Breakfast, they say, is the most important meal of the day and Miamians like to start the morning at a breezy sidewalk cafe on Lincoln Road Mall like Books & Books, IceBox or Balans Cafe or to wander the Art Deco District and watch the sun rise over the Atlantic Ocean at the Front Porch Cafe on Ocean Drive.
Lunchtime alfresco is also an option with South Beach’s many popular restaurants and beach bars like the Beach Bar at the Setai Hotel and the sidewalk tables at BLT Steak at the Betsy Hotel. For a bracing view of the waterway that connects Miami’s Port and the sea, grab a table at Smith & Wollensky or a bar stool at Monty’s at the Marina to feel the wind in your hair as you toast the happy passengers a Bon Voyage!
The area’s most famous dining spot started serving seafood dinners way back in 1913 –Joe’s Stone Crab offers the most authentic taste of Miami because the rock-hard crab claws are harvested in local waters from October to May.
There are also some restaurants that aren’t off the beaten path that you should experience and Joe’s Stone Crab is one of them. The area’s most famous dining spot started serving seafood dinners way back in 1913. Joe’s Stone Crab offers the most authentic taste of Miami because the rock-hard crab claws are harvested in local waters from October to May. Originally a humble lunch counter, Joe’s was the first restaurant on Miami Beach. In fact, Collins Avenue was not even a paved road at that time. In 1921 Joe Weiss started boiling the local crabs and serving them for just 75 cents. Even in the early days, the dining room attracted local celebrities including the notorious gangster Al Capone. Over the years, movie stars, politicians, presidents and gangsters have dined side-by-side at this famous fish joint by the sea.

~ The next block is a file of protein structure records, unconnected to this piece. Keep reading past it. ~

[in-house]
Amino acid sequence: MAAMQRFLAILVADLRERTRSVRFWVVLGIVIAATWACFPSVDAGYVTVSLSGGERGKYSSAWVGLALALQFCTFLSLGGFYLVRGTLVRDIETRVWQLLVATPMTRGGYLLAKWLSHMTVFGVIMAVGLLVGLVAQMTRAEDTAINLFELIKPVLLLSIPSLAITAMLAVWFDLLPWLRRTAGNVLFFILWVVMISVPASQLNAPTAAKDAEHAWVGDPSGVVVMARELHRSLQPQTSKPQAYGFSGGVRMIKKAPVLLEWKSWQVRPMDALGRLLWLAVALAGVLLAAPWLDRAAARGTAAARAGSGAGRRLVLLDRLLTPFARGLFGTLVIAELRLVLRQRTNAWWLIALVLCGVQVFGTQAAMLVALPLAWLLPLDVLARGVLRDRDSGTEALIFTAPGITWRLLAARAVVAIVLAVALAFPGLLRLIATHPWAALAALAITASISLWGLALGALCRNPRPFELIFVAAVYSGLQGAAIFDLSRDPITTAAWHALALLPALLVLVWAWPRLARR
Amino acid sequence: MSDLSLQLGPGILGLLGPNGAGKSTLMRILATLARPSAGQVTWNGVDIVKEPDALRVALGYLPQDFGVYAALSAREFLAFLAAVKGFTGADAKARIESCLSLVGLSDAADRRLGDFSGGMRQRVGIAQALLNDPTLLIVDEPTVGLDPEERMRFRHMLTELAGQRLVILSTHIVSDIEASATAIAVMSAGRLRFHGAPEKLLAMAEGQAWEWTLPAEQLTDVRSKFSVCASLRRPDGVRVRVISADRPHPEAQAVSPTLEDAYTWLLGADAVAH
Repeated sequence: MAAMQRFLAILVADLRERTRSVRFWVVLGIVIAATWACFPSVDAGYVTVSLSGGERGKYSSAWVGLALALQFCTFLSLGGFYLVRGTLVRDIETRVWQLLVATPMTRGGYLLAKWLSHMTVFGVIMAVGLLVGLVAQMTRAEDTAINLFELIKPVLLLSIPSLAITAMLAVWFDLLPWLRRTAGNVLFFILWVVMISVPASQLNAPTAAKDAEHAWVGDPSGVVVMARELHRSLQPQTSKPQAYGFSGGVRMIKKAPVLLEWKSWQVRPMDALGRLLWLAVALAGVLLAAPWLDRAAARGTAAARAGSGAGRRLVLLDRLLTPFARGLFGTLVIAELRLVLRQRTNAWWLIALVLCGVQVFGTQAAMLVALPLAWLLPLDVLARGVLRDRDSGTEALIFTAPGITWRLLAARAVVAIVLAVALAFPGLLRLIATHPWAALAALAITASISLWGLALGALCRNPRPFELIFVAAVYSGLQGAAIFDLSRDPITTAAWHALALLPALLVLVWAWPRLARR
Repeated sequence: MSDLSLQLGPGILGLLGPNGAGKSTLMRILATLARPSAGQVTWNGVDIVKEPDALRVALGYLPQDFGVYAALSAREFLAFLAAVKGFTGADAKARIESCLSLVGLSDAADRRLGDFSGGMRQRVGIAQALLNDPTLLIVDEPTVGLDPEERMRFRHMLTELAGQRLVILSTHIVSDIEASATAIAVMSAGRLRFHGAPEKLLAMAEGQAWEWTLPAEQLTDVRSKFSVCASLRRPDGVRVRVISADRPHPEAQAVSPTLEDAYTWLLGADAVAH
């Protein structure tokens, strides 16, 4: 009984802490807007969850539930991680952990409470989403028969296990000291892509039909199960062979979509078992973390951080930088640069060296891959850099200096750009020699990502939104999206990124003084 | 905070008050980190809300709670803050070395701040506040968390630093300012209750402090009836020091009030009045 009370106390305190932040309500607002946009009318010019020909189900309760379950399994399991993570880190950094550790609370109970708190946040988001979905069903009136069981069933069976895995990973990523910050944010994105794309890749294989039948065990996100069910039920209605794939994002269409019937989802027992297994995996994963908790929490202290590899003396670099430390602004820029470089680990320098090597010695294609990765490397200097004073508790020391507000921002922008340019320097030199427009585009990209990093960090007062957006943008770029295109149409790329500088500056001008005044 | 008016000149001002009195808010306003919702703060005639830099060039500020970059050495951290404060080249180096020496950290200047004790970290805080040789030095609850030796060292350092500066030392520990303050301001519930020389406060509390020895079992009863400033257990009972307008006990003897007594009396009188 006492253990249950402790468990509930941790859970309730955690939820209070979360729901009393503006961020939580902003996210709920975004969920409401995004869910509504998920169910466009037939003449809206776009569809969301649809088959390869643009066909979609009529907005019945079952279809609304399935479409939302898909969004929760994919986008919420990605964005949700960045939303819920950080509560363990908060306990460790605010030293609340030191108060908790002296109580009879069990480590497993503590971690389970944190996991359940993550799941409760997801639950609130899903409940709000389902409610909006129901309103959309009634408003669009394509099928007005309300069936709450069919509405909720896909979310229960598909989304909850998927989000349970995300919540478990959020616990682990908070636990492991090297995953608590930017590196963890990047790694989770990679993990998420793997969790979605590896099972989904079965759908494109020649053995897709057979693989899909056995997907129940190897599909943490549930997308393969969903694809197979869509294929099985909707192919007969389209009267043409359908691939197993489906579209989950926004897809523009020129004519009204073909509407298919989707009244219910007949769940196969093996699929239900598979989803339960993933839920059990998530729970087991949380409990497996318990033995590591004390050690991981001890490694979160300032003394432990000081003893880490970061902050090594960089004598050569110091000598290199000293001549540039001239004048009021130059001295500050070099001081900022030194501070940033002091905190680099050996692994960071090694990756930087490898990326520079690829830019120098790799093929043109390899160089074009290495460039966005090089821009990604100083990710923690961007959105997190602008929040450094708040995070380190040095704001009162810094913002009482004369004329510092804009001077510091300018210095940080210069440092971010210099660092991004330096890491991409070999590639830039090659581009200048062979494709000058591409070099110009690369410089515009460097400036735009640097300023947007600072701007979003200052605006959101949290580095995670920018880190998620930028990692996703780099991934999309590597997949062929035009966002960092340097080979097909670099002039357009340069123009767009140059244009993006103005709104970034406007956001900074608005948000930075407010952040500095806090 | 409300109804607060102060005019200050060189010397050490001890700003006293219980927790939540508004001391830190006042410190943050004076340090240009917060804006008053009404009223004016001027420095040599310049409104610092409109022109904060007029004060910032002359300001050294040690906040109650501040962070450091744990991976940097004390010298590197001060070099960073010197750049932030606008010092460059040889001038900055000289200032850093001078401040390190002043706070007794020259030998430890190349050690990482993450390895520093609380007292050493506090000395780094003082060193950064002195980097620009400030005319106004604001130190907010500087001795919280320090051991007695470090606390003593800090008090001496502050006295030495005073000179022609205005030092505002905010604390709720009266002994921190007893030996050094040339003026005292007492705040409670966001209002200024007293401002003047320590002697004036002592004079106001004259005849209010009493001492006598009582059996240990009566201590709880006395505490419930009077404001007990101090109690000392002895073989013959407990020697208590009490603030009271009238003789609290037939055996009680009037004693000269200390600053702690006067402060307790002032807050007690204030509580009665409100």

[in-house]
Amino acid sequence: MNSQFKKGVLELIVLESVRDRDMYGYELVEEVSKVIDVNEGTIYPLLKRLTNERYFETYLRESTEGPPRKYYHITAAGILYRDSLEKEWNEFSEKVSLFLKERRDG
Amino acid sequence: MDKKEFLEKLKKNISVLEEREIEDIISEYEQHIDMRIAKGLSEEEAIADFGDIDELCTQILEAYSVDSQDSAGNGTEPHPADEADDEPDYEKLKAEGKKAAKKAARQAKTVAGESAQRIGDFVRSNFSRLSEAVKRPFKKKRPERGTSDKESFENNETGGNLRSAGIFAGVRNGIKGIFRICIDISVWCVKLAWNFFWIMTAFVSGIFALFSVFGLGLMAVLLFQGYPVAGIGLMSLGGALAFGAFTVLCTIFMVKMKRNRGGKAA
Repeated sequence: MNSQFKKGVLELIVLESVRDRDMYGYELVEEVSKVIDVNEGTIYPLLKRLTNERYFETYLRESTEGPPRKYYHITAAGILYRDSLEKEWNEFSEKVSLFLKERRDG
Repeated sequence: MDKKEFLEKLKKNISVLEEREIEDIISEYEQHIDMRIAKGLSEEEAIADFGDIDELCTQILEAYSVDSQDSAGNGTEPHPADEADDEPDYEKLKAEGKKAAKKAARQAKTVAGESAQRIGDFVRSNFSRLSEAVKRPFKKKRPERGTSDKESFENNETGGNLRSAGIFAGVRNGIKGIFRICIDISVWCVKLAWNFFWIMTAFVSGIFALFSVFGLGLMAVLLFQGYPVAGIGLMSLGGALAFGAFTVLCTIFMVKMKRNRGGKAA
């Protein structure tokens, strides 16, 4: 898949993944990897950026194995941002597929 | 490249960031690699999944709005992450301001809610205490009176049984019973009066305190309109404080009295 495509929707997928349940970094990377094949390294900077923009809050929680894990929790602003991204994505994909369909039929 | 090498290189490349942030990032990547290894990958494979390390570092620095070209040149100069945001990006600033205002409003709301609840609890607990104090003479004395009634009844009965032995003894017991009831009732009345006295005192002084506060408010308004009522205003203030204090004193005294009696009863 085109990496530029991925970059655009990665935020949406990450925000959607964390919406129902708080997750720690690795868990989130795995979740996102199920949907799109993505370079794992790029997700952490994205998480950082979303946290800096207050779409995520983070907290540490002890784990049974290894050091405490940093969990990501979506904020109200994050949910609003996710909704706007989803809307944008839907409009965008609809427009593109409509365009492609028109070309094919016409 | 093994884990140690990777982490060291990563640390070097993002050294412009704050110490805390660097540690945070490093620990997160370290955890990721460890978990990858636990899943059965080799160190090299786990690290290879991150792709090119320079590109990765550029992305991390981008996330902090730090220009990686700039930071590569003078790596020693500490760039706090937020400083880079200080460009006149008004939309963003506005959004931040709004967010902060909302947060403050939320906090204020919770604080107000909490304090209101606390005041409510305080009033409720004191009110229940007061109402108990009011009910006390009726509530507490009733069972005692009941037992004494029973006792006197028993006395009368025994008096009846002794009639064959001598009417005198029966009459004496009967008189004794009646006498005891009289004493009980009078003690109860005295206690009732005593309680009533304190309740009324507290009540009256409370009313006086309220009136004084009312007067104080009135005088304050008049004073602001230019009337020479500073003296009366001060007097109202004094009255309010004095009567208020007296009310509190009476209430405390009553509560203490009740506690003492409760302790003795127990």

If you choose to dine at Joe’s during your trip, know that the wait for a table in the no-reservations dining room can take more than an hour at dinnertime. Uniformed captains serve dinner on white linen cloths but the dress code is fairly casual. While an order of the famous crabs starts in the $25 range and doubles for larger claws, the rest of the menu is far more reasonable. Smart diners arrive closer to 5:30pm to avoid the prime time wait and clever locals usually go to Joe’s only at lunchtime. Stories about a handshake discretely lined with a folded $20 bill for the busy Maître d’ are all true. If you must dine at 7pm in the midst of the maddening crowd, you need to enter this negotiation with the utmost savoir-faire. We still think it’s wiser to dine early or late or simply lunch with ease Tuesday through Saturday from 11:30am-2pm. Otherwise, stop next door and have the helpful folks at the Takeaway counter pack everything you need for a perfect picnic from 7:30 breakfast specials to 9pm suppers. www.joesstonecrab.com
Our next installment is the Ultimate Shopper’s Guide to South Florida.